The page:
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BlackRock Ditches 60/40 Portfolio in New Regime of High Inflation

Strategists from BlackRock Investment Institute favor public and private investments as well as tactical holdings of bonds.

(Bloomberg) -- BlackRock Inc. strategists are ditching the 60/40 portfolio in favor of public and private investments as well as tactical holdings of bonds to navigate higher interest rates.

Strategists from BlackRock Investment Institute, the research arm of the world’s largest asset manager, recommend “breaking up traditional asset allocation buckets, moving away from broad allocations to public equities and bonds,” according to a Tuesday note.

“These old assumptions do not reflect the new regime we’re in – one where major central banks are hiking interest rates into recession to try to bring inflation down,” the strategists said.

A Bloomberg US 60/40 portfolio index is up 6.3% this year after tumbling almost 17% in 2022 in its biggest annual drop in over a decade. However, BlackRock strategists warn this does not indicate a return to the persistent gains seen in the four decades since the early 1980s for the popular portfolio mix.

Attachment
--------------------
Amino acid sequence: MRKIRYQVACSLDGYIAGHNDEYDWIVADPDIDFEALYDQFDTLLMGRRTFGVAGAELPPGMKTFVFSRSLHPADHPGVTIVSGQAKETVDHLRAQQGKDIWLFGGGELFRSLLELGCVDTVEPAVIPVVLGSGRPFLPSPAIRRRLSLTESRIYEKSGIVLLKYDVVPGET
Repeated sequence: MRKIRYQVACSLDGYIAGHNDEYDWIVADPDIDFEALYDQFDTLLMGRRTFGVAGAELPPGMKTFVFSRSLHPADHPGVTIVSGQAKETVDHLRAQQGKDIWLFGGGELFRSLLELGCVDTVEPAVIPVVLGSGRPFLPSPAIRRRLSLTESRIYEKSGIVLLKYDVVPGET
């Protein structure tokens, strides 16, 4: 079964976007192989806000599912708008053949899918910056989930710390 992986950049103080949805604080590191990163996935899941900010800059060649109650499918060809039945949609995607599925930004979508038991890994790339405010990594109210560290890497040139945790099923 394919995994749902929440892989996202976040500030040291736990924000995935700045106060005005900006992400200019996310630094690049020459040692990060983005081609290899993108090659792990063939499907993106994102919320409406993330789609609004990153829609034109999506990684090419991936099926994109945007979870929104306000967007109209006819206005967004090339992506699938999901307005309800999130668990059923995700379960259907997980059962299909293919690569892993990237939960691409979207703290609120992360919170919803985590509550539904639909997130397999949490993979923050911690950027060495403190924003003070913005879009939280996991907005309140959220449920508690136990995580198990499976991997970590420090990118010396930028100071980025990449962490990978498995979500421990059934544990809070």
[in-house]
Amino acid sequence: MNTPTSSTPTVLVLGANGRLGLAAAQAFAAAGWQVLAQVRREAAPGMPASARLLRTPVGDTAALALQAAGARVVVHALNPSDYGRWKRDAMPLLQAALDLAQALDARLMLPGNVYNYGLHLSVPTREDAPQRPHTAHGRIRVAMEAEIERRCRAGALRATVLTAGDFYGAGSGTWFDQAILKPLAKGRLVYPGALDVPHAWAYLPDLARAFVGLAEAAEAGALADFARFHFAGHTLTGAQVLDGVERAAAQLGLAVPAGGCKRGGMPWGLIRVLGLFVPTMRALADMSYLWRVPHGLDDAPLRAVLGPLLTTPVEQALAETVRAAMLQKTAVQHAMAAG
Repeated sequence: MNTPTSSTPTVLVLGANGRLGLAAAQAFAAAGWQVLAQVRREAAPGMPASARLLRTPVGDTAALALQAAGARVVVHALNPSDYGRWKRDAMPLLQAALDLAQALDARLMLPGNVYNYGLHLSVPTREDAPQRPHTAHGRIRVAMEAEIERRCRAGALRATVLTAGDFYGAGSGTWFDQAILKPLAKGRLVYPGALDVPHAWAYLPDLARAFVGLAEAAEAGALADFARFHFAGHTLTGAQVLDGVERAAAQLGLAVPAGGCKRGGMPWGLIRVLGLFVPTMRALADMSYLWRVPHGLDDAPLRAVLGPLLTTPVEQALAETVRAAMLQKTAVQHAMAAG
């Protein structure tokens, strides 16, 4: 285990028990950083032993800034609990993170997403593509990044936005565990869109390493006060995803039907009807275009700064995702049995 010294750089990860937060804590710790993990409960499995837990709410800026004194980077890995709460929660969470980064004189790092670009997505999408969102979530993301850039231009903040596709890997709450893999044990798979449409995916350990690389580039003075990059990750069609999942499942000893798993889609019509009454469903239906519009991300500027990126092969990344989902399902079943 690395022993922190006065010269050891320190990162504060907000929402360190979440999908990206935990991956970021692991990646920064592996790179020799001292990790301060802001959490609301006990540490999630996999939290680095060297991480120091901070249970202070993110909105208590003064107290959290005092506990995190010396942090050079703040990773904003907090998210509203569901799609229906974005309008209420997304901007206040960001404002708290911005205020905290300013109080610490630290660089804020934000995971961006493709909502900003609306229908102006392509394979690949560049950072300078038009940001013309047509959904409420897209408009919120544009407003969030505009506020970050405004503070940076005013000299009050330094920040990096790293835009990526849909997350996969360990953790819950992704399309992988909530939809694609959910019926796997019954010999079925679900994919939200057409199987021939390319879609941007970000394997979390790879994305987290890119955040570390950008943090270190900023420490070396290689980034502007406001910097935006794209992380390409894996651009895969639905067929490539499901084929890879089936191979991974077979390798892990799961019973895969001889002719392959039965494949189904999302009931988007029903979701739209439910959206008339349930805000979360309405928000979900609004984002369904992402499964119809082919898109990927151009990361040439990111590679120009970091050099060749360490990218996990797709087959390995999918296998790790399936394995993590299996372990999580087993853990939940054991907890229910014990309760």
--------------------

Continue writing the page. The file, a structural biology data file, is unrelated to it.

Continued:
The strategists recommend looking at specific equity sectors, such as energy or healthcare, and selecting companies with robust cash flows and resilient supply chains that can endure a recession.

“We believe in a new approach to building portfolios,” where “strategic views need to be more granular – across sectors and within private markets – to help build more resilient portfolios in the new regime,” they said.

Investors should rethink fixed-income allocations given their returns are increasingly tied to equity performance and no longer provide the portfolio ballast they used to, according to the strategists. They favor tactical allocations to inflation-linked bonds and short-term debt due to attractive yields and the prospect that above-target price pressures will endure.

“We see interest rates staying higher as the Federal Reserve seeks to curb sticky inflation – and we don’t see the Fed coming to the rescue by cutting rates or a return to a historically low interest rate environment.”

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